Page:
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Thunder Knob: A quick and beautiful view in the North Cascades

Updated: Dec 29, 2023

Thunder Knob Trail in North Cascades National Park

While the iconic glaciers of North Cascades get the press, they require more grueling and strenuous hikes to reach. Luckily, there are still a handful of shorter hikes that can give you a taste of this lovely park. Thunder Knob is one such hike. With towering mountain peaks, a lush forest and the mesmerizing Diablo lake, you will wonder why you didn't visit this park sooner.


Trail Info

Thunder Knob Trail Information Table

Know before you go

  • Some or all of the Cascades Highway may close depending on the season. Closures will typically happen in the winter months. Check the North Cascades NP website for the latest conditions.

  • The beginning of the trail may be flooded and/or require a river crossing. When I did it, the rocky portion of the trail was flooded from snow melt (a phenomenon that happens every year). Note that the bridges get taken down at the end of the summer to prevent winter damage, which means if you are hiking this time of year, you will have to ford the river. Bottom line, brink extra socks!

  • There isn't a true "summit". Instead, the trail's terminus is the flat part of the knob with views in between the trees. So if you're only in it for the views, drive your car a few minutes east on the highway to the Diablo Lake Vista and you will get even better views with no effort (but what's the fun in that?).


The Trail

Thunder Knob Trail in North Cascades National Park

Parking can be found just outside the Colonial Creek Campground. From here you will follow the signs to get on the trail. Keep an eye on the signage initially. It is possible to get a bit off track if you aren't paying attention. You will have to cross Colonial Creek (either via the bridge or a river crossing) so that should be your landmark that you are going in the right direction.

A short clip of the partially flooded trail. Inconvenient, but still beautiful!

Thunder Knob Trail in North Cascades National Park

In case that river crossing took it out of you, there is a nice bench area for you to soak in this nice looking marsh.

Thunder Knob Trail in North Cascades National Park

After the river is when the ascent really begins. Much of the hike will look like this--a packed dirt/rock trail in the trees.

Thunder Knob Trail in North Cascades National Park

But turn around every so often and you might catch a glimpse of some of those mountain views. This one appeared about 1 mile into the hike.

Thunder Knob Trail in North Cascades National Park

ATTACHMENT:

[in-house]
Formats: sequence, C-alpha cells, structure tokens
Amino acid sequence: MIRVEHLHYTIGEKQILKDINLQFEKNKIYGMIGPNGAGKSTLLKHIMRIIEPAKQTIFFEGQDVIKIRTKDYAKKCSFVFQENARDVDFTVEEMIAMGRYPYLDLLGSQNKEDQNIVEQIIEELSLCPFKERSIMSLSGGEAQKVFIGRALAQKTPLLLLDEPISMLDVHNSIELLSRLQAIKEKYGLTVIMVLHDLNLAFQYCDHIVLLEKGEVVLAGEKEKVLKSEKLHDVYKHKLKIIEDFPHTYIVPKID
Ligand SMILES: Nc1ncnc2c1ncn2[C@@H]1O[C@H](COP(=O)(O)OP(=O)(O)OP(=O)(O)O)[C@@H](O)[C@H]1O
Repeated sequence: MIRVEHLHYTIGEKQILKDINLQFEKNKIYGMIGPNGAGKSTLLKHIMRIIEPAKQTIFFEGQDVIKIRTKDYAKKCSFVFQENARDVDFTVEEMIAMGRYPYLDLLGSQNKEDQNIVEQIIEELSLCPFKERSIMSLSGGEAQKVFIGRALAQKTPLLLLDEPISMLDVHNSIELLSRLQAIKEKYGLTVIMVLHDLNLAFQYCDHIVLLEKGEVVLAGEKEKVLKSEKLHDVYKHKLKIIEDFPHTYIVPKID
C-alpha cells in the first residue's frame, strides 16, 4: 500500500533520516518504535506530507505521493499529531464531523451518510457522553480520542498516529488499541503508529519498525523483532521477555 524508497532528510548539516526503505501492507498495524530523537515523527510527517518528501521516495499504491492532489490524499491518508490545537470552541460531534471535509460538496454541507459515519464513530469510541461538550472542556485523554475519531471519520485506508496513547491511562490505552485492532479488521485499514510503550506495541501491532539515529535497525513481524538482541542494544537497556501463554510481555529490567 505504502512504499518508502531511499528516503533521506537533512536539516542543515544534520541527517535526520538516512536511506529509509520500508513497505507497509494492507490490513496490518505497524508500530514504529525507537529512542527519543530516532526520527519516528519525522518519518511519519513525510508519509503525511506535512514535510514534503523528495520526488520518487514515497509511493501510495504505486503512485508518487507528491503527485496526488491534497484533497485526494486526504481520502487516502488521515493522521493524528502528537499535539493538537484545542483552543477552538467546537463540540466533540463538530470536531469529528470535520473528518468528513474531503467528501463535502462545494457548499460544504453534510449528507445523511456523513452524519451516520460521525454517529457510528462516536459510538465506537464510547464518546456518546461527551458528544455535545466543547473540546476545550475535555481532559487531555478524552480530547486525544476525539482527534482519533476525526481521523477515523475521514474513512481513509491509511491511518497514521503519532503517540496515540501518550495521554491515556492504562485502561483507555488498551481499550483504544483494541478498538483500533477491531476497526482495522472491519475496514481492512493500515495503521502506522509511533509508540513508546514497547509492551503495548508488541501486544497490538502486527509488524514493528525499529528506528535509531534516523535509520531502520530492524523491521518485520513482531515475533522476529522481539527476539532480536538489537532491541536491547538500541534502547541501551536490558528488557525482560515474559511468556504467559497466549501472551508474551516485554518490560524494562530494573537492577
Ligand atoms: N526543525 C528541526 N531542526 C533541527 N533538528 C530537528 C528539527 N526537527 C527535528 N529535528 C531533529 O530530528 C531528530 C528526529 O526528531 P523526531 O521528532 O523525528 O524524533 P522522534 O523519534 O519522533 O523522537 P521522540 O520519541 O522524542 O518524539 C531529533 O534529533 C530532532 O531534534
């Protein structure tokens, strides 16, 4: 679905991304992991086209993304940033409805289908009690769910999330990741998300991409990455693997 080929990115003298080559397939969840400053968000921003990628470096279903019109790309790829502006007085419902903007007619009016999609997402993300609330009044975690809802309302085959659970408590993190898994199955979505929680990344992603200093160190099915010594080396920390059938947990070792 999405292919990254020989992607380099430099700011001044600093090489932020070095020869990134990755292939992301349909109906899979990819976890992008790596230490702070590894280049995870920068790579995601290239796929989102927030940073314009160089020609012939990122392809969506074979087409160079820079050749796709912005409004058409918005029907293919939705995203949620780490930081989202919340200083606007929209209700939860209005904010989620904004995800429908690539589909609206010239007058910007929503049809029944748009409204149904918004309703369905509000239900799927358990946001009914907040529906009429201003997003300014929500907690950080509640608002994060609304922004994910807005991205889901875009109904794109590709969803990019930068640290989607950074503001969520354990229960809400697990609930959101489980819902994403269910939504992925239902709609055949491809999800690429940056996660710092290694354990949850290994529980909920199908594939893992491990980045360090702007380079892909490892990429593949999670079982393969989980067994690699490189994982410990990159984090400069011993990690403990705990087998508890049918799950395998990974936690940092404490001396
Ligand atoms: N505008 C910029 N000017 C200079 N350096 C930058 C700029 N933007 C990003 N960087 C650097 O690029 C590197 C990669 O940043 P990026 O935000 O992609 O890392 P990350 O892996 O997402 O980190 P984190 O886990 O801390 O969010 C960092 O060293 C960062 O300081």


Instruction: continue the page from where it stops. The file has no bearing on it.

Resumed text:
It won't take long before you arrive at Thunder Knob. While it isn't a prominent summit, it does have plenty of things to look at. I recommend exploring the different sides of the knob to see the different elements of this landscape.

Thunder Knob Trail in North Cascades National Park

Even though trees impede some of the view, there was plenty to see.

Thunder Knob Trail in North Cascades National Park

The westward facing side was where I found the best views. The blue and green hues of the trees and lake coupled with the leading lines of the highway created a really nice shot. Not bad for a quick little hike eh?


SS Reflections

My North Cascades adventure was very different than I had anticipated. I had grand plans of doing long day hikes to those iconic glaciers. Instead, I discovered that these high peaks still had deep snow and there was no way I'd be able to attempt them without the proper gear. (Since I had just spent my last five years living in Hawaii, my winter hiking setup was still a work in progress). I was a little worried this trip had been a waste.

But then I decided to do this hike. I'm not sure if it was the short hike or these awesome views that helped me get out of my own head, but I realized I was happy I had come here. For such a low-trafficked park, it really was a magical landscape. And I reminded myself, you don't need to do a grueling hike to appreciate that.

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DISCLAIMER: This website is for entertainment purposes only. The web designer and contributors are not liable for any injuries, accidents, or damages resulting from the use of information provided. Trail data, including trail statistics such as mileage and difficulty ratings, are provided as estimates based on the best available data at the time of publication and may not be 100% accurate. Conditions on trails can change; users should verify information with local authorities or  other reliable sources before embarking on any hiking or outdoor adventure. Hiking is a high-risk activity; individuals should know their limits, take precautions, and prioritize safety. By using this site, you acknowledge and accept these risks; the web designer and contributors are not legally responsible for any consequences.

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